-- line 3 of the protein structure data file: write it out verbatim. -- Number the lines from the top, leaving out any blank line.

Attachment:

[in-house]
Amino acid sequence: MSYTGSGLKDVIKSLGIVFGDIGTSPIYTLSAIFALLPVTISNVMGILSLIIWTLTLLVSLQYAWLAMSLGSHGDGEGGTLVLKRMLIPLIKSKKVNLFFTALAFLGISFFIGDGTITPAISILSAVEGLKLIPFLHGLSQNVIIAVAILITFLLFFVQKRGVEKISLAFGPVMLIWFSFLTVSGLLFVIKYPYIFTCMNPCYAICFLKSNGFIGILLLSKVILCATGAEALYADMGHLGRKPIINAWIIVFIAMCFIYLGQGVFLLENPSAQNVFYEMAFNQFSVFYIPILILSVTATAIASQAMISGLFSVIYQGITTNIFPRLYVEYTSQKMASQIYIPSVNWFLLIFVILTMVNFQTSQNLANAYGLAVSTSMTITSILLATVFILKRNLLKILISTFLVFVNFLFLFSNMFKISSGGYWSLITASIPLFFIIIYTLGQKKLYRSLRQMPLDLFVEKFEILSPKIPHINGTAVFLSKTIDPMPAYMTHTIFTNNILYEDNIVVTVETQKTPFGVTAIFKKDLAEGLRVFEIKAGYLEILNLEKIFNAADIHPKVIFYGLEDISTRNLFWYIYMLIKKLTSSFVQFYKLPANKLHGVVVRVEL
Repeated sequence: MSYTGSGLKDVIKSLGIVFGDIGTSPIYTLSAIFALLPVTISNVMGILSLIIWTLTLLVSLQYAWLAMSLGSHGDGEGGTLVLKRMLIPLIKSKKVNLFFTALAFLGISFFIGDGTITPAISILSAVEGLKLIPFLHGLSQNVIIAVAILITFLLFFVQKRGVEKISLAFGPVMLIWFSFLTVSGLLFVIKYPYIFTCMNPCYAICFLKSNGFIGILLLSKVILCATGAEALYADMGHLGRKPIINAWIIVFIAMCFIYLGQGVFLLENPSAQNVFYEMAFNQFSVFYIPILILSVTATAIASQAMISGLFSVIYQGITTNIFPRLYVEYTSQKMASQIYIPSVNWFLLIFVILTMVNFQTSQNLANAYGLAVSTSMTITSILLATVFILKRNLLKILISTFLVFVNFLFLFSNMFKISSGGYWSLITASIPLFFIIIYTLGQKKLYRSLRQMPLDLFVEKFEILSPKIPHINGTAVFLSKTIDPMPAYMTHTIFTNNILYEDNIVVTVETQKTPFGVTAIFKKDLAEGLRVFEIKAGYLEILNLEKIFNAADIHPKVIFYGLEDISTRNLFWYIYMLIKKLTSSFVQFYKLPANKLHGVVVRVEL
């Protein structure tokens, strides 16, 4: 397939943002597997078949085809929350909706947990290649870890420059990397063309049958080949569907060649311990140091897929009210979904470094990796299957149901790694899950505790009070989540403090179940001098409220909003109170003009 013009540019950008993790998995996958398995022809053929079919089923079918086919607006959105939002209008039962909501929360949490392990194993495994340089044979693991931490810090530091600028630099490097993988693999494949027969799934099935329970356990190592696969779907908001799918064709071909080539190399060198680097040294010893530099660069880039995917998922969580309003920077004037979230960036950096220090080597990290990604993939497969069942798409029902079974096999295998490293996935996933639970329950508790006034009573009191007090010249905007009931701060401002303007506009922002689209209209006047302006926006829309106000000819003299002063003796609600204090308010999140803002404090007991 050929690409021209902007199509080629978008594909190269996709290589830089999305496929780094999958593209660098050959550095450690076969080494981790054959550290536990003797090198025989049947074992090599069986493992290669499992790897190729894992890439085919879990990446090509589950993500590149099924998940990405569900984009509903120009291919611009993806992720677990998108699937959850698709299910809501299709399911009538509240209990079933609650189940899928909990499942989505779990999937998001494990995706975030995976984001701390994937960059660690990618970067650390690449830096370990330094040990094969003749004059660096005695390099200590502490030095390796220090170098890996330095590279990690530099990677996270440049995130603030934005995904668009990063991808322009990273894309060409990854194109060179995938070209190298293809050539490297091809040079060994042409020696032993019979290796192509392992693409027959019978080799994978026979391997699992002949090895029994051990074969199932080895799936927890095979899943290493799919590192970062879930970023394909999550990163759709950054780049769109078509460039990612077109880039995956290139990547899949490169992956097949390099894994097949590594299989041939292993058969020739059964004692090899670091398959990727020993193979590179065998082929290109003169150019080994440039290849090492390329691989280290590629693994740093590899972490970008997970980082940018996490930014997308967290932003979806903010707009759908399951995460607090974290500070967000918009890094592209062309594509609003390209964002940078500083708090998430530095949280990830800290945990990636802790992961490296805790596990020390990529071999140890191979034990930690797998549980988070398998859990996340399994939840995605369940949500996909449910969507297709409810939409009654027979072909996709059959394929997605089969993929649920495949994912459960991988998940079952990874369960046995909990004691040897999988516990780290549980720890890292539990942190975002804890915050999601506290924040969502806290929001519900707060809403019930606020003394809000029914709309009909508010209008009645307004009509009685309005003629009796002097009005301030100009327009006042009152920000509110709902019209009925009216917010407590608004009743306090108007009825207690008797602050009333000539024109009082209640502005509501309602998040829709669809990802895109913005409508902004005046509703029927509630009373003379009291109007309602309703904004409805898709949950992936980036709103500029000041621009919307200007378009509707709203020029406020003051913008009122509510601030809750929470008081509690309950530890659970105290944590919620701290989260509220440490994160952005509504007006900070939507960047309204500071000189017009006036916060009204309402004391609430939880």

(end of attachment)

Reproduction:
Repeated sequence: MSYTGSGLKDVIKSLGIVFGDIGTSPIYTLSAIFALLPVTISNVMGILSLIIWTLTLLVSLQYAWLAMSLGSHGDGEGGTLVLKRMLIPLIKSKKVNLFFTALAFLGISFFIGDGTITPAISILSAVEGLKLIPFLHGLSQNVIIAVAILITFLLFFVQKRGVEKISLAFGPVMLIWFSFLTVSGLLFVIKYPYIFTCMNPCYAICFLKSNGFIGILLLSKVILCATGAEALYADMGHLGRKPIINAWIIVFIAMCFIYLGQGVFLLENPSAQNVFYEMAFNQFSVFYIPILILSVTATAIASQAMISGLFSVIYQGITTNIFPRLYVEYTSQKMASQIYIPSVNWFLLIFVILTMVNFQTSQNLANAYGLAVSTSMTITSILLATVFILKRNLLKILISTFLVFVNFLFLFSNMFKISSGGYWSLITASIPLFFIIIYTLGQKKLYRSLRQMPLDLFVEKFEILSPKIPHINGTAVFLSKTIDPMPAYMTHTIFTNNILYEDNIVVTVETQKTPFGVTAIFKKDLAEGLRVFEIKAGYLEILNLEKIFNAADIHPKVIFYGLEDISTRNLFWYIYMLIKKLTSSFVQFYKLPANKLHGVVVRVEL